The following are specialization areas available for the MA program in communication studies.
Interpersonal Communication and Relationships
This area of specialization is centered on theory complemented by strength in quantitative and qualitative research methods. It focuses on scholarly issues that arise from face-to-face, everyday communication practices. It emphasizes personal relationships and family processes, identity construction, persuasion, and culture.
The goal of the program is to produce scholars who possess sophisticated knowledge of theory and methodology, who are careful consumers of theories and methods, and who can develop their own approaches to communication phenomena. The program emphasizes systematic analysis of the forms, functions, and meanings of messages within various contexts. Its broad social-scientific orientation springs from the belief that many methodological approaches are appropriate for studying and building theoretical explanations of communication.
Advisors and committee members work closely with individual students to select courses from the Department of Communication Studies and other university departments, and to plan teaching and research experiences that prepare students for the employment they seek after graduation.
Media History and Culture
This area of specialization focuses on the interplay of institutions, texts, and audiences in mediated communication systems. Its central aim is to examine modern media—radio, television, advertising, music, new media, and a wide range of other popular cultural expressions—within their historical, social, political, economic, and cultural contexts. It also uses the mass media as a site for asking basic questions about culture, society, politics, and modernity.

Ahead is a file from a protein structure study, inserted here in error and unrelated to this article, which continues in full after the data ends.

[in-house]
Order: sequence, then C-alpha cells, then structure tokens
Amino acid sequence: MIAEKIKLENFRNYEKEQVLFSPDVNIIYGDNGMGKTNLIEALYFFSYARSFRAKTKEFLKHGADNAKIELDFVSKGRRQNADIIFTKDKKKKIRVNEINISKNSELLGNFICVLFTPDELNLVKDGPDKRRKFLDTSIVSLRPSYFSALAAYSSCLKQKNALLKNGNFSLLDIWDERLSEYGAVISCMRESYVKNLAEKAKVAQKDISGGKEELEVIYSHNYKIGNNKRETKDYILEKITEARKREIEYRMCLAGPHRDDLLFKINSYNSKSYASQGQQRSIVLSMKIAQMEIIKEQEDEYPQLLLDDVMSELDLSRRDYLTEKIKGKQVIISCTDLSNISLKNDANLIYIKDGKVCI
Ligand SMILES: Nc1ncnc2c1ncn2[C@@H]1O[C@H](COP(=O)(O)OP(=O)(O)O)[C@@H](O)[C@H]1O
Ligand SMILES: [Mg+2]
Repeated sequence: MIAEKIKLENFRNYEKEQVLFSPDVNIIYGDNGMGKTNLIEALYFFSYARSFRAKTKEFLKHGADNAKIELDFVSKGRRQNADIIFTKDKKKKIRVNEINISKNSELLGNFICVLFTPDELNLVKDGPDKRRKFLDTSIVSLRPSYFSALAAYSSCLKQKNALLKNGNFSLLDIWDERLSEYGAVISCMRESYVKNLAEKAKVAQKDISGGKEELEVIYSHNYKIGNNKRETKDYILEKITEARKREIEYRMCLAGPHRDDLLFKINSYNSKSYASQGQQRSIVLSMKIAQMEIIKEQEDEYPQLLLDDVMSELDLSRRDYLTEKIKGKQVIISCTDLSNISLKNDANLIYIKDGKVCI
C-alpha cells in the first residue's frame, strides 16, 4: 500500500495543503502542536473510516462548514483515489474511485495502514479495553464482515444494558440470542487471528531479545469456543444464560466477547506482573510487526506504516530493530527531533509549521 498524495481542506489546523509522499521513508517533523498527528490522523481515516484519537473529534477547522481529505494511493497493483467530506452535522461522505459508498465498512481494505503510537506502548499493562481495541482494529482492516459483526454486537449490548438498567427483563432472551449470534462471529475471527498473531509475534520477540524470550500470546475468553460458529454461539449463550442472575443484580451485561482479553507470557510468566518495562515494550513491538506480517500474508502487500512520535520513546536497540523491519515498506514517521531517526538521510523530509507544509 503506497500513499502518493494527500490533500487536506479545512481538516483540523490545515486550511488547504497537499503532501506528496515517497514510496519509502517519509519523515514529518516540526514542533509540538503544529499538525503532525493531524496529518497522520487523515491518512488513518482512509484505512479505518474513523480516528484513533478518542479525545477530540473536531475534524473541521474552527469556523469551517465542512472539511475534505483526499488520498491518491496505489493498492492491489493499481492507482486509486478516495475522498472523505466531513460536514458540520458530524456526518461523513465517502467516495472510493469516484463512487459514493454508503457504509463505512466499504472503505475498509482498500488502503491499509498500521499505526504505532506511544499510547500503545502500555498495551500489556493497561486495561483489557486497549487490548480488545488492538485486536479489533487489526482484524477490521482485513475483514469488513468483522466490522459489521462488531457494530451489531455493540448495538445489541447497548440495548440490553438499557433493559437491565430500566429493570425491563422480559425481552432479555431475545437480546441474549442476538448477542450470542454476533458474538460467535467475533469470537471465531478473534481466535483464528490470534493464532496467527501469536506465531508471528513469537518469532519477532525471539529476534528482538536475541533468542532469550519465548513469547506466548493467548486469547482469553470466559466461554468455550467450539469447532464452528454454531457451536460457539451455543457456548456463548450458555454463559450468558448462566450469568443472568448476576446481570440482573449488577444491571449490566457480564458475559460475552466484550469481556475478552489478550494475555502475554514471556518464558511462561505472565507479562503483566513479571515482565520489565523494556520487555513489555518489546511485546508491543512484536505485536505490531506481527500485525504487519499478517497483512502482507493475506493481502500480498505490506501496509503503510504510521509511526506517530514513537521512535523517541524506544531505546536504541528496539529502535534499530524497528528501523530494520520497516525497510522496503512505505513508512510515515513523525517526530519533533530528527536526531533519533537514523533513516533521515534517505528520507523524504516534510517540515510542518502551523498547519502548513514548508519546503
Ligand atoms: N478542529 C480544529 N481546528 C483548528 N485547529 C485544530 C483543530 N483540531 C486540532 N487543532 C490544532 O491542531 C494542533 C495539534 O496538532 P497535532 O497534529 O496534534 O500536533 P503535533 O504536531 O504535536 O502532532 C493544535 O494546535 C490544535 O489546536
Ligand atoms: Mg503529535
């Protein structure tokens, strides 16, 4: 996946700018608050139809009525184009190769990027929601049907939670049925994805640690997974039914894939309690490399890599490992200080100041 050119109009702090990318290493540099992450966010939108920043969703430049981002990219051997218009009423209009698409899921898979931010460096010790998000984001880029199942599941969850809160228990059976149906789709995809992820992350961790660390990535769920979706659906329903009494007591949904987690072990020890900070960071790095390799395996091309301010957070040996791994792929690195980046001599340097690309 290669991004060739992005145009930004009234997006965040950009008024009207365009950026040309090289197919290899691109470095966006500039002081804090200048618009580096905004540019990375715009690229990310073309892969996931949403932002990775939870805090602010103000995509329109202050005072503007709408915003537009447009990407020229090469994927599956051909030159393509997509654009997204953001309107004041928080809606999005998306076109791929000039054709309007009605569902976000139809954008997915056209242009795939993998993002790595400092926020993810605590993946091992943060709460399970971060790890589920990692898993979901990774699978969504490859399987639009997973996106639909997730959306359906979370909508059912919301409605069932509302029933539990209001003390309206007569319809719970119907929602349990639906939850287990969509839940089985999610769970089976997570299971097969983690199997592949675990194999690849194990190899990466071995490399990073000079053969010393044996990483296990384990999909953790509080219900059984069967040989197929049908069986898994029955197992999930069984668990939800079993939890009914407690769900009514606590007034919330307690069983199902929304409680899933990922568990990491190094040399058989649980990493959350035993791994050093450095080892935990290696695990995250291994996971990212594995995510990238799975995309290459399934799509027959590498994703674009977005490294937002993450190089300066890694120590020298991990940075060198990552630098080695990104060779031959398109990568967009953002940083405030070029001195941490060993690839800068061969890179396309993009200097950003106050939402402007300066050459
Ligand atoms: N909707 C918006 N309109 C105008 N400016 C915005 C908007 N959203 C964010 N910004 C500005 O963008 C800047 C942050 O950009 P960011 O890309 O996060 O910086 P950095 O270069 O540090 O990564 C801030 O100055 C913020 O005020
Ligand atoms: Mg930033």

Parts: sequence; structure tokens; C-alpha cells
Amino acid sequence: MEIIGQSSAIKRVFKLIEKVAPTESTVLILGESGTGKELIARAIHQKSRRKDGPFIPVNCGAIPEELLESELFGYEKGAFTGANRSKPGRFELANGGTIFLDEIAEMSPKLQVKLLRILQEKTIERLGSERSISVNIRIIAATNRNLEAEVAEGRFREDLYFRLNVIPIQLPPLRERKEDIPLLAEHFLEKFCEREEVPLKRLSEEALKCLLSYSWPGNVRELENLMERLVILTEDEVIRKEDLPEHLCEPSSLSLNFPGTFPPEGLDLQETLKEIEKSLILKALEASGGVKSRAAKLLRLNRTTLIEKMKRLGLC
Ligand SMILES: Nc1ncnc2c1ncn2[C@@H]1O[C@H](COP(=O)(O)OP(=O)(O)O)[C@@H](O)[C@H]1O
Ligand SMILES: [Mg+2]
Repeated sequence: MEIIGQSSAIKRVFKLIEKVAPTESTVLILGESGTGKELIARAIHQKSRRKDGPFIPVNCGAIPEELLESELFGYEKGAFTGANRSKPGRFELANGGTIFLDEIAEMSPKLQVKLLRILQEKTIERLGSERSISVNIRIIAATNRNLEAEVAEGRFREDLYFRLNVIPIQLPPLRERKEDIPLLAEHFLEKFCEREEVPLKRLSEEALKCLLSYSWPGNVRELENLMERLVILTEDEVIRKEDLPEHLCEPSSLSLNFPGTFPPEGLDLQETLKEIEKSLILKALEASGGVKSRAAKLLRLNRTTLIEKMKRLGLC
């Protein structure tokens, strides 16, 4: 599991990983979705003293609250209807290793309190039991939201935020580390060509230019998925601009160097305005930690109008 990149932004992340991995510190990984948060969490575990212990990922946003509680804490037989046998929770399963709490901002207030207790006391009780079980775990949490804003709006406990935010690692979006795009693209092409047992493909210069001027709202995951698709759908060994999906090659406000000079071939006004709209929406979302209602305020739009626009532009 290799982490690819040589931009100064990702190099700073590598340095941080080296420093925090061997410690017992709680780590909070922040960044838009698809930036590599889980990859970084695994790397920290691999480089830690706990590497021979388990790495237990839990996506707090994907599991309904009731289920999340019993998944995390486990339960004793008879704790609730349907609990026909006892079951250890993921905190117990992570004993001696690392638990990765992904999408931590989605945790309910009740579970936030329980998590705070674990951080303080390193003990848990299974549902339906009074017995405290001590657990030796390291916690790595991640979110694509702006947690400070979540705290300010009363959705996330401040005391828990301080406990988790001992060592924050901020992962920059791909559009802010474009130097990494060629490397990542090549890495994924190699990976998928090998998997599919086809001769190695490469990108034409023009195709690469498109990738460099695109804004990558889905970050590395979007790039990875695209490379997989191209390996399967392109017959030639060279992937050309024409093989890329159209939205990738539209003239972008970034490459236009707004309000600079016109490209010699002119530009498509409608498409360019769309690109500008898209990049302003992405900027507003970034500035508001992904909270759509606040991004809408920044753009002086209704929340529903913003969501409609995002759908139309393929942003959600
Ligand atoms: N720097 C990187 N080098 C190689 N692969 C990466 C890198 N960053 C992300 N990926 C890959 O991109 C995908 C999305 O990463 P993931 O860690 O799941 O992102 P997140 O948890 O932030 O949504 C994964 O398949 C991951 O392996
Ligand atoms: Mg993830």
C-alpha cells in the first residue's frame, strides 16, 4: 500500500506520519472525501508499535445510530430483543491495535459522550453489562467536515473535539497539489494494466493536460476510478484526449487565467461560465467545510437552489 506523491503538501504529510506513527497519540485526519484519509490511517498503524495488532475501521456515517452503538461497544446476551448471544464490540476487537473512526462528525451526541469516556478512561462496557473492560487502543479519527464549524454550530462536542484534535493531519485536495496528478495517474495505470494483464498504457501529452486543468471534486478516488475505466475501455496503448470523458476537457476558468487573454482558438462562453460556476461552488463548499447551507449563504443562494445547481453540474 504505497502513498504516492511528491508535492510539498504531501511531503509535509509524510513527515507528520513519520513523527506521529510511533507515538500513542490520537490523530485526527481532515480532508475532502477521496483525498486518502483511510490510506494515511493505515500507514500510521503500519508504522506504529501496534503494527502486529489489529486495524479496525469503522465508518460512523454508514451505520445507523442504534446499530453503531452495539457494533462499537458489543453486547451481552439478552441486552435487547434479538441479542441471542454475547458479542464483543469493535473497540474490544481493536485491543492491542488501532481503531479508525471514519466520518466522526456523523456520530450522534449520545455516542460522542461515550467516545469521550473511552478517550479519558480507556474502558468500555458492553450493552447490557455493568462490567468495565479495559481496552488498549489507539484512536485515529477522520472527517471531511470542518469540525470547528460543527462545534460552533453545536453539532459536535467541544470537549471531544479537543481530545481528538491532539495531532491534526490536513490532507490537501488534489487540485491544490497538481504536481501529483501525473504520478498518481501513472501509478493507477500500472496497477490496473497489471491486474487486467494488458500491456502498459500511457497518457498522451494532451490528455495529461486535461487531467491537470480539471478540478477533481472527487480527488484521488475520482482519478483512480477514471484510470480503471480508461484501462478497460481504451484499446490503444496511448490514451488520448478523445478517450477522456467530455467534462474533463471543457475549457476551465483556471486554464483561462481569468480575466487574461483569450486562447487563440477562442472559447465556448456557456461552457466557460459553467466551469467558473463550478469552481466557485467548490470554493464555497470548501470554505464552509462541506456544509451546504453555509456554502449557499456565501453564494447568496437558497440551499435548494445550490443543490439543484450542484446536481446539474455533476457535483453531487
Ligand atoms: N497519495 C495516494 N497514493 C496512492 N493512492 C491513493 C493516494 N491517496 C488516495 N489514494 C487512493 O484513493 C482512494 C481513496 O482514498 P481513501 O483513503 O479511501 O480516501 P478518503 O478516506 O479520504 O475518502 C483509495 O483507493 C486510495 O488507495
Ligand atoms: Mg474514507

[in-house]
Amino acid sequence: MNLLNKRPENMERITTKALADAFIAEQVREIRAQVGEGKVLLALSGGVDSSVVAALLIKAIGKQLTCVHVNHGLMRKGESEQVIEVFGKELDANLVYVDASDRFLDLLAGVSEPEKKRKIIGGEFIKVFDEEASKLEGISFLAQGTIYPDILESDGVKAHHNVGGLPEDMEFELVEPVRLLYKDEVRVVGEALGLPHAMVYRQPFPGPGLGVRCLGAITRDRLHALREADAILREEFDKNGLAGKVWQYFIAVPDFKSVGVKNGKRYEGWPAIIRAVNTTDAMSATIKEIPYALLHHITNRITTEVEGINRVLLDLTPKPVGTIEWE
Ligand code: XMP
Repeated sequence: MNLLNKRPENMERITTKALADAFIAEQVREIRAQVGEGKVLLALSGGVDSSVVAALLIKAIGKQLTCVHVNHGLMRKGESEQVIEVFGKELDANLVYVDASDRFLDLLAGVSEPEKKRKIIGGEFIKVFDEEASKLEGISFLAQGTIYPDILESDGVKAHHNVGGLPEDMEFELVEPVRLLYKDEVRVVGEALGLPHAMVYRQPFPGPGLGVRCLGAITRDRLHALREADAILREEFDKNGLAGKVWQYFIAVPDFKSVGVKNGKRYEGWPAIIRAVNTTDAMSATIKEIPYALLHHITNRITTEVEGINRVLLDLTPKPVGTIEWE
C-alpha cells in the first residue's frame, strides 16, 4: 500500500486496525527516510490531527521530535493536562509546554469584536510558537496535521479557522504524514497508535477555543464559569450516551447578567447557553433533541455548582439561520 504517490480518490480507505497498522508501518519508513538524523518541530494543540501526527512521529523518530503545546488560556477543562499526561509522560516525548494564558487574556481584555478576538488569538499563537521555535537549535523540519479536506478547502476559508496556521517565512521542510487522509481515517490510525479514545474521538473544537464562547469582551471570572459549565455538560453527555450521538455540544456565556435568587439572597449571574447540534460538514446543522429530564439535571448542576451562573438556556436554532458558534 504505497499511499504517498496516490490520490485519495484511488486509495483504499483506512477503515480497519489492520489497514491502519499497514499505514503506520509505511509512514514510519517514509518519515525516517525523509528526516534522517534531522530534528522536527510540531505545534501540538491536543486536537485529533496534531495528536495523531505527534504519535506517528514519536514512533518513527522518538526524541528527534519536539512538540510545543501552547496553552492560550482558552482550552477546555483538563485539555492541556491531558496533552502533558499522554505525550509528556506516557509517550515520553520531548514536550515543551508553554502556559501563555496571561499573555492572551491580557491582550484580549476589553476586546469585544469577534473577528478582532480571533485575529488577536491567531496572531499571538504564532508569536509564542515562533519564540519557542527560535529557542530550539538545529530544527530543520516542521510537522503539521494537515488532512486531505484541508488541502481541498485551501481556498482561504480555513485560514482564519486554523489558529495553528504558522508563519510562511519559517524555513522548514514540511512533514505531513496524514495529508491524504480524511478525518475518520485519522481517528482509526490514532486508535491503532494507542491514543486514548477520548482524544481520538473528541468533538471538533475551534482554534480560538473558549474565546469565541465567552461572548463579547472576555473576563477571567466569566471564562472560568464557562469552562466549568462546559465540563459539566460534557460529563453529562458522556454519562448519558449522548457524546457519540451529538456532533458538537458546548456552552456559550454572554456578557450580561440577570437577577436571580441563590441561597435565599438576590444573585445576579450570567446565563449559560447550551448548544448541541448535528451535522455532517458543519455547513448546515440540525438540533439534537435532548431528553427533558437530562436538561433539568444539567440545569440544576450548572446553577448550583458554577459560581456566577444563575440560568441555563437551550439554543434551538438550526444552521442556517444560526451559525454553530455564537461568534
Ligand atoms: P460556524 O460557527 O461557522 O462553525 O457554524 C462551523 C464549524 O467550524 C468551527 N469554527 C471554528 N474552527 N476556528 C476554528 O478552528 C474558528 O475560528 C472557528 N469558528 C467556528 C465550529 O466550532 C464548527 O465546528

Like the department's other graduate programs, media studies has a strong interdisciplinary flavor. Students draw not only on allied areas in the Department of Communication Studies but on fields across the university.
Rhetoric, Culture, Engagement
This area of specialization is built on foundation courses in classical and 20th-century rhetorical theory and in an overview of 20th-century rhetorical criticism. Courses from a rhetorical perspective include rhetorical theory, rhetorical criticism, visual rhetoric and politics, public address and public culture, studies in argumentation and freedom of speech, work in science and technology as well as academic inquiry, and historical methods. Cognate work of interest to rhetoricians also can be found in interpersonal communication and relationship studies as well as media studies.
Work in related disciplines—political science, history, sociology, English, cinematic arts, anthropology, American studies, rhetoric, and journalism—complements rhetorical studies course offerings.
Learn to interpret and contribute to communication research using qualitative, quantitative, and critical-cultural methods.
Evaluate and apply communication theories broadly conceived to a range of social, cultural, interpersonal, and other contextual and communicative settings.
Demonstrate familiarity with relevant subfields of scholarship in communication studies and related disciplines.
Teaching and Professional Development
Begin relevant professional training (such as teaching technologies; pedagogy; grant writing; diversity, equity, and inclusion; digital scholarship; media production; or community engagement) to contribute to better and more equitable educational and social outcomes, and to develop transferable skills for employment both inside and outside of academic settings.
Cultivate the skills to communicate in writing and orally to both professional and popular audiences in ways that demonstrate intercultural competence and personal and social responsibility.